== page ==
The pacing of The Urban Boys went from fast to medium and back to fast. It didn’t bother me because I could keep up with the shifting pacing. Plus, when it did shift, it allowed me to take a breather (as a reader) and process everything that had happened up to that point.

I loved that there were five teenage boys (all of various ethnic backgrounds) as the heroes/main characters of the book. The author did something I considered difficult and gave each boy a distinct personality. So, if the book shifted to that character, I immediately knew who it was.

As stated, each of the boys acquired a heightened sense that turned them into superheroes (for lack of a better word). They are (in no particular order):

  • Hearing—Jordan
  • Sight—Kinsu
  • Touch—Chase
  • Smell—Rhee
  • Taste—Alex

I enjoyed reading as the boys discovered what had happened to them. It was interesting to read each boy’s response. The responses went from thinking it was cool to wishing they never had it.

The villain in this story was an evil person, but I felt terrible for him simultaneously. He felt neglected by his parents and forgotten by people that mattered to him. But, it doesn’t excuse what he did. He used the powers he was given by the Naculeans and exploited them. He turned that power into a weapon of destruction and used it to hurt countless people.

There were a lot of secondary characters in The Urban Boys. I did have a minor issue keeping them straight until I realized I could make notes of them on my Kindle (and so I did). The main secondary characters were The Dark Stranger, Mason, and Alina Alcaraz Olivas. The other secondary characters consisted of Druth’s main thugs, the Naculeans, the parents/guardians of the boys, and Alex’s girlfriend. They were all well written. Some I wished I had more info on, and others I wanted were more involved in the plotline. But all added an extra depth to the overall plotline. I will say that I wouldn’t have been as cool as the parents/guardians were when they found out the truth.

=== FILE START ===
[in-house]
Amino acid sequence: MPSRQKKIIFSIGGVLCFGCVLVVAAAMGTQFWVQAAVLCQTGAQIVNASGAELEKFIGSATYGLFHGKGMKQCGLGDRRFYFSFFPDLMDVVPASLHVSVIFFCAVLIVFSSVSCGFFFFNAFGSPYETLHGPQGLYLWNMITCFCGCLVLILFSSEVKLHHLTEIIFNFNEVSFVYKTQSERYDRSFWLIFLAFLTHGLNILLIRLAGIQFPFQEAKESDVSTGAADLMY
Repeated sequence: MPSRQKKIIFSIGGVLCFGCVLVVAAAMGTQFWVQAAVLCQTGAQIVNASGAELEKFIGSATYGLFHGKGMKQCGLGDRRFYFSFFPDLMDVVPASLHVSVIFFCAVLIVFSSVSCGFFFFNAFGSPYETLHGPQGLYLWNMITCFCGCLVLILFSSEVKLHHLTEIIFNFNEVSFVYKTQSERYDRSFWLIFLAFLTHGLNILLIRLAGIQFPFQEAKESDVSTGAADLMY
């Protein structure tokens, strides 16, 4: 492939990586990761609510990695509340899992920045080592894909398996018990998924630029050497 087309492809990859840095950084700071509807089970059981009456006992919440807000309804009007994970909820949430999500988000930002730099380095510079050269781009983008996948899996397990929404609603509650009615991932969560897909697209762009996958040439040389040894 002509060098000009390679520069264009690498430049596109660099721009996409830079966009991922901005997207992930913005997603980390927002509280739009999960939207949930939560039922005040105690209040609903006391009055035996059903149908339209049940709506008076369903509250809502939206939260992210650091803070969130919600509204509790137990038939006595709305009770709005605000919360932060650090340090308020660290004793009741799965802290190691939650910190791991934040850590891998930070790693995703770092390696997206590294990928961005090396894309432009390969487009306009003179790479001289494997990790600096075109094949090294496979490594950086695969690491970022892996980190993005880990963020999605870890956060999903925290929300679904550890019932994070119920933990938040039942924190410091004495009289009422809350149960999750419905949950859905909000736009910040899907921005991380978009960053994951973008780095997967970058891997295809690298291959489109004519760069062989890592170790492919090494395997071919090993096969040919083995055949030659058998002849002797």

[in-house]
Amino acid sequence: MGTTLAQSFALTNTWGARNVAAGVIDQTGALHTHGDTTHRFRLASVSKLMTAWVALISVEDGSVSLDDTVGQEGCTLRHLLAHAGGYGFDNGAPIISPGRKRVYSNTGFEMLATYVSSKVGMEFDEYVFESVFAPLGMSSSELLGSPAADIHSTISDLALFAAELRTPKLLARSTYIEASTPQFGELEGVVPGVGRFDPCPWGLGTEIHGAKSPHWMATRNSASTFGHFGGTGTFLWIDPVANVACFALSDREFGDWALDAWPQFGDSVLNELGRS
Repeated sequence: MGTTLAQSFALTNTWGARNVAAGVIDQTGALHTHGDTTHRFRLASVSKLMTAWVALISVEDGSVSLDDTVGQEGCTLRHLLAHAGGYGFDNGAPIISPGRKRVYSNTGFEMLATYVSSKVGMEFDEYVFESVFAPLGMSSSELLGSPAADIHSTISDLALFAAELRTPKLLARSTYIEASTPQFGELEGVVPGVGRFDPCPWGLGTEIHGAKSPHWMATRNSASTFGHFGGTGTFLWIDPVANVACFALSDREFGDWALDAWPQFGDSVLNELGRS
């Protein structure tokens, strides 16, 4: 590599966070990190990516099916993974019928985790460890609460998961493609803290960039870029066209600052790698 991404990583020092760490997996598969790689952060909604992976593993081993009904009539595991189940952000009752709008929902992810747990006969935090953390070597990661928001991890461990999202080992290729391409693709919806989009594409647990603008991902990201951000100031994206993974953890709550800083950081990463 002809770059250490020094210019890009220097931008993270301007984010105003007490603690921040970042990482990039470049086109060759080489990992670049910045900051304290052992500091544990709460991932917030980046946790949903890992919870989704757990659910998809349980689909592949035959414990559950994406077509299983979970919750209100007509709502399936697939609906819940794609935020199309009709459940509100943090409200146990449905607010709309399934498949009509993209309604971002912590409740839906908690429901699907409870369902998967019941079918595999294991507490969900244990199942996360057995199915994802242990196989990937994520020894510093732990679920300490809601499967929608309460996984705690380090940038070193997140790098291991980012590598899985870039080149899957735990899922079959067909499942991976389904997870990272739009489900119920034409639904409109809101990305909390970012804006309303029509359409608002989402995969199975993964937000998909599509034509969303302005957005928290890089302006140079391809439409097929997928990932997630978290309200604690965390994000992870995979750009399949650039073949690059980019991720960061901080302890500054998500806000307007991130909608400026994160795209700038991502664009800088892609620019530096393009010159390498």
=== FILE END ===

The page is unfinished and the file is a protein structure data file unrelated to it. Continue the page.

I do want to mention the Naculeans. I found them and their backstory fascinating. They were genuinely peaceful beings who tried to help humans. But, I liked that the author made them make mistakes. The big one was telling Druth a half-truth about his powers. They realized that and ensured they had the right people (the boys) before they again bestowed the powers.

There is a lot of action in The Urban Boys. It primarily centered around the boys learning about their powers and fighting Druth’s thugs. I did enjoy it because it showed the boys’ growth as people and as a fighting unit.

A substory line was running in the background of The Urban Boys. It involved the parents of a couple of the boys, Druth, Alina, and The Dark Stranger. I was wondering how the author was going to tie everything together. I wasn’t disappointed and was very surprised by what was revealed.

The end of The Urban Boys was interesting. I loved how the author resolved the main storyline. It was a classic good versus evil battle, and I was on the edge of my seat. Of course, there is a lead-in to the next book, which I can’t wait to read.

I recommend The Urban Boys: Discovery of the Five Senses to anyone over 13. There is violence, mild language, and some kissing scenes (otherwise, a clean book).